Summary: "The 5 P's of Prayer" is part of our Sermon on the Mount series and brings a better understanding of the Lord's Prayer, as we look at God's person, program, provision, pardon, and protection along with the spirit of prayer.
Sermon on the Mount
“The 5 P’s of Prayer”
Prayer; vibrant, fervent prayer: prayer that truly touches the heart of God and changes the world is the most difficult of all responsibilities we have as believers.
What’s sad is that this is something God allows us to participate in regarding His work in our midst. In Ezekiel chapter 36 God was preparing Israel for a revival and said,
“I will also let the house of Israel inquire of Me to do this for them: I will increase their men like a flock.” (Ezekiel 36:37 NKJV)
It’s God’s desire that we seek to further His kingdom plans and purposes here on earth. It’s been said that no revival or work of God has ever taken off until God’s people set their hearts toward God and start calling out to Him. It’s important, therefore, that we keep an active prayer life, and that the spirit of prayer be alive in our hearts.
Six year old was an only child. One evening he asked his father for a pet. His father said it was impossible, but if he prayed really hard for the next three months God will send him a baby brother.
Well Bobby prayed, but after a month and not see a baby brother he gave up. Two months later he saw his father holding his baby brother in his arms. But next to his mother was another baby brother, twins.
Bobby father’s said, “Aren’t you glad you prayed for a baby brother?” And Bobby replied, “Yeah, but aren’t you glad I stopped when I did?”
Most of us are like Bobby. We pray but after a while we become discouraged and our prayer life suffers, and for all intent and purposes, ceases.
Prayer is the one responsibility that I find the hardest to maintain. Give me a topic and I’ll research it to death. I love finding hidden nuggets in God’s word. But I admit that my prayer life falls short of where it should be.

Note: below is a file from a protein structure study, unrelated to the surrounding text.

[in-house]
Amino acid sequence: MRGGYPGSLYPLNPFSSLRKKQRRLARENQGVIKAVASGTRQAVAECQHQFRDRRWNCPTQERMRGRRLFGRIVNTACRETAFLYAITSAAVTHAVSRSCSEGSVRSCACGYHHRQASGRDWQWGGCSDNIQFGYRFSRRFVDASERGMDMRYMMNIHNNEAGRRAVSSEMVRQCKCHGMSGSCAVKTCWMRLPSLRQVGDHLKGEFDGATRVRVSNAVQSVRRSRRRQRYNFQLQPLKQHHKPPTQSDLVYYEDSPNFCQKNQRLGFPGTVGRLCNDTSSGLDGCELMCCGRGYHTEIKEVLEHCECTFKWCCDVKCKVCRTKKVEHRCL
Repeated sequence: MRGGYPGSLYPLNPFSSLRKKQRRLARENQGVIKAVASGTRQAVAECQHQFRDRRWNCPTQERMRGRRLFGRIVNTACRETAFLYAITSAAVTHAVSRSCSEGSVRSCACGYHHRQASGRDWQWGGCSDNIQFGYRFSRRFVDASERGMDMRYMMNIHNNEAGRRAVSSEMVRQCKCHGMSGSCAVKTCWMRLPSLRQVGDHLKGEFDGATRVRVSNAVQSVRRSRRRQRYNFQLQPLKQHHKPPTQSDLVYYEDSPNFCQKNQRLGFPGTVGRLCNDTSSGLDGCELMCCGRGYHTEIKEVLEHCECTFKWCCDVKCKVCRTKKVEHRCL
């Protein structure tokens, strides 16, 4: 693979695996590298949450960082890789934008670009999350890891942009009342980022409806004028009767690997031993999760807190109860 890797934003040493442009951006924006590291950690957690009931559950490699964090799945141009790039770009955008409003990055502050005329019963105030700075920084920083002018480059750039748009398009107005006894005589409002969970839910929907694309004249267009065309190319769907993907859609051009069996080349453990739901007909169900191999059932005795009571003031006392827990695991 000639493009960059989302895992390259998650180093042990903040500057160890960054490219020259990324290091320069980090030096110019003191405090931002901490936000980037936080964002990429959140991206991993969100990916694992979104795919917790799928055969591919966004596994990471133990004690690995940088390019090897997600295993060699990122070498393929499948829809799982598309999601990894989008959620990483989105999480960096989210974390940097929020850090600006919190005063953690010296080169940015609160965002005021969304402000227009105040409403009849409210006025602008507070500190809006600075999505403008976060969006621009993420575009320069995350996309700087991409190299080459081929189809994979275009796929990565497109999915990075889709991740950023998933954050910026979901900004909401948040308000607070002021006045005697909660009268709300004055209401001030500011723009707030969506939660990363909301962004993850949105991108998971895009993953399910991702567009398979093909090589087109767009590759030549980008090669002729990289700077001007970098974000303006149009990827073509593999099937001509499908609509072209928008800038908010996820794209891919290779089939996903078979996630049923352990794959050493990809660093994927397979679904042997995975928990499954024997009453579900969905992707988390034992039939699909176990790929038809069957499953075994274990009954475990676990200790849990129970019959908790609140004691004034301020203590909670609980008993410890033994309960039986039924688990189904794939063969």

There are times when I have felt like Isaiah before God’s throne hearing Him speak. But there are other times when I just can’t seem to get a connection. The reason may very well be the crowdedness and noise of life drowning out God’s voice, which in turn shortens my time in prayer.
We often fall short in our prayer life because we don’t understand its importance. Jesus realized this and so right smack dab in the middle of His sermon, as He was warning His disciples about religious hypocrisy, He took time to teach about the nature and character of prayer.
For us, prayer is merely the preparation for the battle, but for Jesus prayer was the battle.
Consider the Garden of Gethsemane. Jesus was in agony praying to the Father about His impending death while the disciples were sleeping through it. The results was that Jesus was able to face and triumph over the agony of the cross while the disciples ran in fear.
So what is Jesus teaching us about prayer?
First, prayer should not be a public spectacle, calling attention to ourselves. The only attention we should want is God’s attention.
Second, prayer shouldn’t be useless repetition. It’s not the length of a prayer that makes it effective; rather it’s the content and the heart behind it.
Read Matthew 6:5-15
Jesus said, “In this manner, therefore pray.”
Jesus is giving us a model that we’re to build our prayers from, an outline if you would, which we’re to fill in. It’s a pattern by which we’re to follow, not an inflexible form to be repeated word for word. When that’s the case it becomes hypocritical and repetitious, two types of prayers denounced by Jesus.
John Bunyan said, “In prayer it is better to have a heart without words, than words without a heart.”
This prayer reveals the spirit by which we should pray
A Reverent Spirit – “Our Father…Hallowed by thy name.”
A Submissive Spirit – “Thy kingdom come, Thy will be done.”
A Humble Spirit – “Thy will be done.”
A Dependent Spirit – Give us this day…forgive our debts…lead us not into temptation.”
An Unselfish Spirit – “For Thine is the kingdom and the power and the glory forever.”
The 5 P’s of Prayer
1. The Person of God
Think about the significance of the name, “Father.” It should humble us to think that we can come to God as His child, and that He is our Father.
This word means
• He’s committed to us as His children.
• He knows who we are and He’s chosen to know us intimately.
• He’s consistent. He’ll never change and He’ll always be our Father.
• He’ll provide for our needs and protects us from harm.
• He’ll listen for us when we call to Him.